Are Bananas Going Extinct?

Kristin Osika

BACKGROUND: Bananas are the United States’ most consumed fruit, totaling more than that of apples and oranges combined. Nonetheless, most people are unaware of the banana’s tumultuous history. The Gros Michel Banana was the world’s leading banana cultivar during the 19th and early 20th century, until a plant disease caused by strains of a soil fungus called Fusarium oxysporum f. sp.cubense (Foc), or the Panama Disease, nearly eradicated the crop in the 1950s. Thus, farmers replaced the Gros Michel with the Cavendish cultivar; a less nutritious, less sweet, and less hardy variety. Despite this, the Cavdendish was the only resistant cultivar farmers could turn to.

Screen Shot 2016-03-06 at 10.18.52 PMTHE PROBLEM: However, a variant of the fungus called Foc Tropical Race 4, or Foc TR-4, has been detected in Jordan, Mozambique, and parts of Asia. The Cavendish is extremely vulnerable to the pathogen due to its lack of genetic diversity. Because the Cavendish is a clone and each crop is genetically identical, if Foc TR-4 can infect one Cavendish, it can potentially contaminate them all.

Foc TR-4 infects the soil, blocking a plant’s ability to take in nutrients and also creates spores, which spread to infect other plants. The pathogen is also extremely hard to contain. Although Foc strains spread slowly, they are almost impossible to eliminate from the soil. Moreover, the Foc TR-4 can stick to boots and gloves. A single clump of dirt lodged in the tread of your shoe could carry the disease to a new plantation. Worse, the pathogen could produce “resting spores” which could lie dormant in the soil for decades. Destroying a single crop is not enough. Foc TR-4 could eradicate the cavendish and threaten national food security.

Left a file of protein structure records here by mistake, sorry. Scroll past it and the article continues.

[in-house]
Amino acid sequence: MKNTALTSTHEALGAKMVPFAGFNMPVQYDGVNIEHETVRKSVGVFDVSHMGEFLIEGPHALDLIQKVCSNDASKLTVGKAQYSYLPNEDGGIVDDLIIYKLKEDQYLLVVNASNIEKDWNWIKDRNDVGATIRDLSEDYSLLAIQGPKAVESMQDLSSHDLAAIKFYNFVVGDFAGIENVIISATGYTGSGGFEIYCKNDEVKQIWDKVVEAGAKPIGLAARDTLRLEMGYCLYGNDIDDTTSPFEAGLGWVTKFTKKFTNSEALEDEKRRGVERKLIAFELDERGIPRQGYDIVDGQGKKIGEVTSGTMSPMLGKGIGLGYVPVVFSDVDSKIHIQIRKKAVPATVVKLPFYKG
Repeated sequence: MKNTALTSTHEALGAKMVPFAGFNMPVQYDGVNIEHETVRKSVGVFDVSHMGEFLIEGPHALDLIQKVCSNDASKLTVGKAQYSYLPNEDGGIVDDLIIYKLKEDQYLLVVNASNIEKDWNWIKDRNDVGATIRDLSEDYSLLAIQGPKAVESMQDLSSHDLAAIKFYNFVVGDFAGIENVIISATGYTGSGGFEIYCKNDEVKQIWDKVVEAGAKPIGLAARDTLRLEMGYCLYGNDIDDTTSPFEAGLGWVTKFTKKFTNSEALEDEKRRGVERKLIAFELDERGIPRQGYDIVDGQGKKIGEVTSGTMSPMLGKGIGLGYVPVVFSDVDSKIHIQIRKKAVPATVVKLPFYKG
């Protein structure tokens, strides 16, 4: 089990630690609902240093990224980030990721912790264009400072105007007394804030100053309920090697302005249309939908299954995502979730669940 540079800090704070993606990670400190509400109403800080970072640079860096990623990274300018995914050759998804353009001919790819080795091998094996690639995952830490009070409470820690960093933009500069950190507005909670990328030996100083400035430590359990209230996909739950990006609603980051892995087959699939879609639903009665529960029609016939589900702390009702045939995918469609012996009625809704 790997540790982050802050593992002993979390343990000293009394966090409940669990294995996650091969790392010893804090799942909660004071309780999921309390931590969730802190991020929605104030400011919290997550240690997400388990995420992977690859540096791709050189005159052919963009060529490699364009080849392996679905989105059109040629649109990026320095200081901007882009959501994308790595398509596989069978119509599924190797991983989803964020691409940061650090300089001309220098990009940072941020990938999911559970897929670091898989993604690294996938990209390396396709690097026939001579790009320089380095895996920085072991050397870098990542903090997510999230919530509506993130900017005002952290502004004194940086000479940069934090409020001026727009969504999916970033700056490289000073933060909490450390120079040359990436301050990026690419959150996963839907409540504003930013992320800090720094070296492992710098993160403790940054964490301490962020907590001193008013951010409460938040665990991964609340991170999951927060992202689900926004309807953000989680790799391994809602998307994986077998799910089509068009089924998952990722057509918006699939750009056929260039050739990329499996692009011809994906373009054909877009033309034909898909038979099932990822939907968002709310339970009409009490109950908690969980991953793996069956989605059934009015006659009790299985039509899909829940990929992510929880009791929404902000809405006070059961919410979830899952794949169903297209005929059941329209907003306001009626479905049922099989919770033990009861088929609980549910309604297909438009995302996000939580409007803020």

THE SOLUTION: The most basic method to stop Foc TR-4’s spread is through good farm hygiene and prompt quarantine and destruction of infected plants. Also, the Cavendish industry now produces crops from tissue-culture, thereby creating pathogen-free plantlets. Finally, farmers are trying to increase genetic diversity and genetically engineer crops to become more resistant. However, Gen Kema, a fusarium researcher at Wangeningen University, believes future spread is inevitable, saying, “I’m incredibly concerned. I will not be surprised if [Foc TR-4] pops up in Latin America in the near future.” If the disease takes root in Latin America, where 80% of the Cavendish industry resides, the world may have to turn to another banana variety and say good-bye to the Cavendish.

Josh Metzger ’17

 

References

Worse comes to worst: Bananas and panama disease—when plant and pathogen clones meet. (2015).

PLOS. http://dx.doi.org/10.1371/journal.ppat.1005197

Butler, D. (2013). Fungus threatens top banana. Nature. http://dx.doi.org/10.1038/504195a

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